And notably, the VA reports that 37% of the claims it has backlogged at present are from Vietnam Veterans, a great influx of which (260,000) occurred after the VA finally expanded the number of illnesses presumed to be associated with Agent Orange.
- Despite assurances from the Obama Administration that the VA would be streamlined, “the internal documents show the VA expects the number of veterans waiting – currently about 900,000 – to continue to increase throughout 2013 and top a million by the end of this month [March, 2013].
- The VA’s internal documents “show that the average wait time for veterans filing disability claims fell by more than a third under President George W. Bush, even as more than 320,000 Iraq and Afghanistan veterans filed disability claims.
- The documents show delays escalated only after Obama took office and have more than doubled since, as 455,000 more returning veterans filed their claims.”
- Pointedly, under President Obama “the ranks of veterans waiting more than a year for their benefits grew from 11,000 in 2009, the first year of Obama’s presidency, to 245,000 in December – an increase of more than 2,000 percent.”
- Although the VA tracks and widely publishes the avg. number of days it takes to process a claim (273 days), that number pointedly does not refer to new claims. The average number of days to process a new claim in Newark is 371.6 days
That amounts to roughly a year and a week for an initial claim in Newark, New Jersey– a very long time to live for a disabled veteran without much needed payments.
And importantly, if a veteran fails to characterize the claim correctly, the appeals process can literally take 2 and 3 years.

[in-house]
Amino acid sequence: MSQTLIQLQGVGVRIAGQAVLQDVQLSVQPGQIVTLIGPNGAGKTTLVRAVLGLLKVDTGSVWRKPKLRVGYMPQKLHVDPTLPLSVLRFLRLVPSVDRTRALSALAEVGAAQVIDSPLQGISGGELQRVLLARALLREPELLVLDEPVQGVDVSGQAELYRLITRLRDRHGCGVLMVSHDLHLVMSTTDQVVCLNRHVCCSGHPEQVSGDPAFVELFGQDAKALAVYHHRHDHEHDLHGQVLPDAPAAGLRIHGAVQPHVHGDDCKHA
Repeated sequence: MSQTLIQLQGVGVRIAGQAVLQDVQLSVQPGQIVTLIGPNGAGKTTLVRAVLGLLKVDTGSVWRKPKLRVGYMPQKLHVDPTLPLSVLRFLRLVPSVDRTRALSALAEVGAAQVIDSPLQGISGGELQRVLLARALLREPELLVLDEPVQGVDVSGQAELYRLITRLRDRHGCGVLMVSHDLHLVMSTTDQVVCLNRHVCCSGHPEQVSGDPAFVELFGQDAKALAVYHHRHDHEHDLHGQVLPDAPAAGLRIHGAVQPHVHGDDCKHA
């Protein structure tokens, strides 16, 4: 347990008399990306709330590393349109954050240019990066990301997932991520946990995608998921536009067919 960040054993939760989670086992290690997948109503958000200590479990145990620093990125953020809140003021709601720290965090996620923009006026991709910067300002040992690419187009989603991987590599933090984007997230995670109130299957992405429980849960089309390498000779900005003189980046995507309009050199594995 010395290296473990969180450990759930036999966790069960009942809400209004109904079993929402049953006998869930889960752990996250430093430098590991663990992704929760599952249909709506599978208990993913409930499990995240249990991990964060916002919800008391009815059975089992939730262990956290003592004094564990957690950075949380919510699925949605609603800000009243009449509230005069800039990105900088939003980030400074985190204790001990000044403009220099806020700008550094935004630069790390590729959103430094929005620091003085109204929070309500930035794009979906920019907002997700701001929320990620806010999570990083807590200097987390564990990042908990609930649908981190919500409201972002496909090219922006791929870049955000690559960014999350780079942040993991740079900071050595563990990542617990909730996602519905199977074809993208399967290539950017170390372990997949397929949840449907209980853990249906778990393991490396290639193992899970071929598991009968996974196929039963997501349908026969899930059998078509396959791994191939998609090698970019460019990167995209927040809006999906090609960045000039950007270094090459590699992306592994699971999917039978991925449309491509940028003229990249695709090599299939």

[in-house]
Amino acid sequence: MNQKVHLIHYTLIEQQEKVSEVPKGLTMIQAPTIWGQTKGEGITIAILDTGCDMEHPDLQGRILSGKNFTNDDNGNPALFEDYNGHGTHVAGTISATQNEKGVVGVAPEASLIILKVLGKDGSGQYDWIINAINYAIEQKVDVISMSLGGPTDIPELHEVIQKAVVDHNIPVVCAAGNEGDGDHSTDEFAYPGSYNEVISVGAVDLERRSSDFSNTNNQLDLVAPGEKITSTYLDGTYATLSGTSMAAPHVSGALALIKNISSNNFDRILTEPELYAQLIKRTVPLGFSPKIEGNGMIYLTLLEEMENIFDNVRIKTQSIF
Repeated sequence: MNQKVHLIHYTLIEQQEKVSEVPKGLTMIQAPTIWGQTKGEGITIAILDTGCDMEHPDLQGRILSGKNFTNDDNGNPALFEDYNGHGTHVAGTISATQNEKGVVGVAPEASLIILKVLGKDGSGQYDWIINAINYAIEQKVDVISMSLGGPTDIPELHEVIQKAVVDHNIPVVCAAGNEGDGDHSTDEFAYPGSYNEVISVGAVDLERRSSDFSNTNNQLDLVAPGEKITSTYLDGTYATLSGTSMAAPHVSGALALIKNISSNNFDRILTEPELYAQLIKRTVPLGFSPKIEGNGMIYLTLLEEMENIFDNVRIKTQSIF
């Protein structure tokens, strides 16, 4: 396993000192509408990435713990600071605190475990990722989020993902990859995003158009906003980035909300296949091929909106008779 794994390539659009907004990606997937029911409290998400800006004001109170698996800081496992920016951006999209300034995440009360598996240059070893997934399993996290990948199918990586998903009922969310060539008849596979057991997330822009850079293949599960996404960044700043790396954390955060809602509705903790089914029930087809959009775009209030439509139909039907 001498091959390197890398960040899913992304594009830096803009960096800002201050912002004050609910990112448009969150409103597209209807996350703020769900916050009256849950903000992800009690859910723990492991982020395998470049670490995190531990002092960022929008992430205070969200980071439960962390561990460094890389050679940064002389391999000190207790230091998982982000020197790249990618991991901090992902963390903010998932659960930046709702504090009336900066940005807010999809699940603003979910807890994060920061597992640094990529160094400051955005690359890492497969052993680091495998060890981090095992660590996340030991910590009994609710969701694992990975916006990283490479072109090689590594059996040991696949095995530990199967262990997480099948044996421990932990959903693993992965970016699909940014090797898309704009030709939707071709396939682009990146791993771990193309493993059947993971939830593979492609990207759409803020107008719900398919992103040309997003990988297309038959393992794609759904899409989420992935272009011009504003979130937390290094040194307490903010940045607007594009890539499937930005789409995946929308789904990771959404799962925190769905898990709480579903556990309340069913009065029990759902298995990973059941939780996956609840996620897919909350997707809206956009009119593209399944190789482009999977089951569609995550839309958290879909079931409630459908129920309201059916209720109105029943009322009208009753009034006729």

Chris Adams, Millions went to war in Iraq, Afghanistan, leaving many with lifelong scars, McClatchy News (March 14, 2013), http://www.mcclatchydc.com/2013/03/14/185880/millions-went-to-war-in-iraq-afghanistan.html.
 Alec. C. Beckley, et al., Modern Warfare, in Lessons Learned from OEF and OIF: Combat Casualty Care (Office of the Surgeon General Department of the Army, 2012), available at http://www.cs.amedd.army.mil/borden/book/ccc/UCLAchp1.pdf .
See Linda J. Bilmes, The Financial Legacy of Iraq and Afghanistan: How Wartime Spending Decisions will Cancel Out the Peace Dividend (2013) citing VBA Office of Performance, VA Benefits Activity, Veterans Deployed to the Global War on Terror (through September 2012) (noting that 56% of veterans deployed have received VA medical facility service and that one in two have filed disability claims— and that 2.5 million have served), http://costsofwar.org/sites/all/themes/costsofwar/images/Financial_leg.pdf; Dan Froomkin, How many U.S. soldiers were wounded in Iraq? We have no idea, Nieman Foundation for Journalism at Harvard University (Dec. 30, 2011), at http://www.niemanwatchdog.org/index.cfm?fuseaction=ask_this.view&askthisid=545.